Defining the Thesis
A persuasive paper is only as strong as its thesis. It's not a good strategy to simply pick a topic that seems interesting. For example, abortion is a topic many people have an opinion about, which might make it seem like a good choice for a persuasive paper. However, the issue is so large and complex that it is necessary to narrow it down to one specific aspect in order to create an effective argument. Therefore, a student might choose, for example, to write about why she thinks it is important to limit abortions to the first trimester or whether she thinks certain counseling should be required before an abortion is permitted. The more specific the thesis, the easier it will be to write the persuasive paper, and the more effective it will be.
The strength of a persuasive paper relies largely on the evidence used to support the opening thesis statement (claim or argument). While logical reasoning is essential, it is not enough to provide that logic. For example, a persuasive paper that proposes a solution for feeding the homeless cannot just explain why the plan makes sense, the paper must also include study results, budget analysis, statistics and other information that backs up the proposal. Coming up with all the empirical evidence needed to support a persuasive essay can require substantial research and some creative thinking.
The strongest persuasive papers are those that think through all the counterarguments to their thesis and then provide evidence dispelling them. For example, a persuasive paper that argues in favor of adopting school uniforms should not only provide evidence in support of that proposal, but should also provide arguments that address the issues of loss of freedom of expression, cost to students, and additional management responsibilities placed on staff. Overlooking a counterargument in a persuasive paper makes the thesis weaker, leaving an opening for opponents to undermine the proposal.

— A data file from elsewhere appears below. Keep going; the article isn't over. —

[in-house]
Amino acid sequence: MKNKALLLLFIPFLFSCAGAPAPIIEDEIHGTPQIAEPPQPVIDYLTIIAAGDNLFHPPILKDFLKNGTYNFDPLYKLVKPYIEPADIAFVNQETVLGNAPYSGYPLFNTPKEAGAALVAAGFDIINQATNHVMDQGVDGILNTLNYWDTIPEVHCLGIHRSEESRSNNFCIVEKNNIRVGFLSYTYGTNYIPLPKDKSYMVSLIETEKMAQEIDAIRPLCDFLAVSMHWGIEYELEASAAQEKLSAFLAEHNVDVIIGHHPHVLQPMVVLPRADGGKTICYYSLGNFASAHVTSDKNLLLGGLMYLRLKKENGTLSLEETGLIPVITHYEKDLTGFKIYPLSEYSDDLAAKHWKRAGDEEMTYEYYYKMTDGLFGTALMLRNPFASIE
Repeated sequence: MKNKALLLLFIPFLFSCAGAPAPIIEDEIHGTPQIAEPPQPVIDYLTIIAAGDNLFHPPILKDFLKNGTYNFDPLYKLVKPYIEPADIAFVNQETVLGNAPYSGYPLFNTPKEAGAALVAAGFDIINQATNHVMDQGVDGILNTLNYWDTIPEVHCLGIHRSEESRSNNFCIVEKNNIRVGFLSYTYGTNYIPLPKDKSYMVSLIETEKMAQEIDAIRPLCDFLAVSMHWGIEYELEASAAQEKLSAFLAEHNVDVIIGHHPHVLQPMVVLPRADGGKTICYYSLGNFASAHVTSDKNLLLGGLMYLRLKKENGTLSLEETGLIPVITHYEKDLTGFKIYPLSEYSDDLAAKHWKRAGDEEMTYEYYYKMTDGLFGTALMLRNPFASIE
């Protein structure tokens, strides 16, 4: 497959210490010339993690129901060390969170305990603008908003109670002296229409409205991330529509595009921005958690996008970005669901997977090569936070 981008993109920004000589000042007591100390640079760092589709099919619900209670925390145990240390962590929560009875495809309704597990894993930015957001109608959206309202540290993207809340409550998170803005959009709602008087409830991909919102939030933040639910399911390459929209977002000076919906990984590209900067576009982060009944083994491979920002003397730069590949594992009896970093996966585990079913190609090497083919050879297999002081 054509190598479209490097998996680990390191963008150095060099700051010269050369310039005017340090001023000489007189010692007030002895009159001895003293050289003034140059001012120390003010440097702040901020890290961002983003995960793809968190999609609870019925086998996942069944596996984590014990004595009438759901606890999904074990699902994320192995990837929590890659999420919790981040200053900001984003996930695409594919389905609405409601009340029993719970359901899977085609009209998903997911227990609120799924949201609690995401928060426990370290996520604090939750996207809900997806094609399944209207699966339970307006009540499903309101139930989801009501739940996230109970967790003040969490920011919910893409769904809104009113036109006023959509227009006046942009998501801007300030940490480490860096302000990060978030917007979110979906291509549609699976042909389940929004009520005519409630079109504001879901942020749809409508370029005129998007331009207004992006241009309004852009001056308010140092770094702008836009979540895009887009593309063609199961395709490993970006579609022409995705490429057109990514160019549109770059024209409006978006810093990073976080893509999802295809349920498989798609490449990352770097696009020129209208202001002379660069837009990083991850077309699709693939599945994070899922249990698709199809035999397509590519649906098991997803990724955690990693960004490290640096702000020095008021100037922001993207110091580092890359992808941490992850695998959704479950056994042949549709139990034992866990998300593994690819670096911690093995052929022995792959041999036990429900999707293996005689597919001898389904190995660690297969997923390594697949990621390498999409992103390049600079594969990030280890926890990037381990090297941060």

Many topics students to choose to write about are likely to be those about which they also feel the most passionate. Emotion can cause a student to overlook weaknesses in his argument and lose focus on the issue at hand. It is important to remain objective so that the strongest argument possible can be crafted. The argument should include supporting evidence, and avoid a reliance on assertions and anecdotal evidence.